PALO ALTO (KPIX 5) -- Apple and CEO Tim Cook knew iPhone sales were in trouble but kept it from investors, according to a new lawsuit accusing the company of securities fraud.
The lawsuit, filed by the City of Roseville Employees' Retirement Fund, estimates that hundreds of thousands of investors suffered economic loss and is seeking class action status.
"This is new territory for Apple," said President and CEO of Joint Venture Silicon Valley Russ Hancock. "Apple has been this company that just could do not wrong; everything they touched turned to gold." But the lawsuit paints a different story.
Court documents allege that Apple told investors the U.S. trade war with China late last year did not have any affect on iPhone sales in that country when, in fact, it did. The lawsuit also claims the company failed to tell investors that iPhone sales were taking a hit because of customers who were replacing batteries instead of buying new iPhones.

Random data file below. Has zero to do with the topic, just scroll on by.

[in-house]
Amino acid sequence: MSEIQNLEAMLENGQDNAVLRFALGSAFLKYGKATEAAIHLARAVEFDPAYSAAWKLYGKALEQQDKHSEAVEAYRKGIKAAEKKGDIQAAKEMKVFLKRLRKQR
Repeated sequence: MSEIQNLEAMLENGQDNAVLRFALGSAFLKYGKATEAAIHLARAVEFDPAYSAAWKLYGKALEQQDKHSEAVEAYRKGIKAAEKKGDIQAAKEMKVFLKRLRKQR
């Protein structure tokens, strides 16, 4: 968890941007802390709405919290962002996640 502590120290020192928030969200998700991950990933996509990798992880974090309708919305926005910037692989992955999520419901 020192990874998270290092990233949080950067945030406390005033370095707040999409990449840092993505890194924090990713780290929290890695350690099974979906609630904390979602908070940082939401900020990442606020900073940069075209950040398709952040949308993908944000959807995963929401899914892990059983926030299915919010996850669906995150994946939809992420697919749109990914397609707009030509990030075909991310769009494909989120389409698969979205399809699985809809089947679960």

The company admitted earlier last year that it was throttling performance to prevent old iPhones from shutting down and offered customers a discount on battery replacements.
After allegedly downplaying the slump in sales, the company then announced earlier this year that it was expected to lose $9 billion in revenue in the first quarter because of poor iPhone sales, particularly in China.
The lawsuit claims that hundreds of thousands of investors who bought Apple common stock between November 2, 2018 and January 2, 2019 were victims of securities fraud.
"In other words, these are fraudulent claims and on the basis of those claims, they made investments and so they feel entitled to some compensation," said Hancock.
He said the impact of the lawsuit could also spread to consumers.
"Your basic Apple consumer is going to wonder, 'Is this a company I can trust? Is this a company that I should invest in with my consumer dollars?'" said Hancock.
But despite the bumpy road that the company has had in the last year and a half, some consumers said they still believe in Apple and the company name.
"The idea of securities fraud is ridiculous," said one Apple consumer who did not want to release his name. "I've got all Apple, it's a phenomenal company, it's changed the world and their products are the absolute best."
KPIX reached out to Apple late Tuesday and is still waiting for a response.
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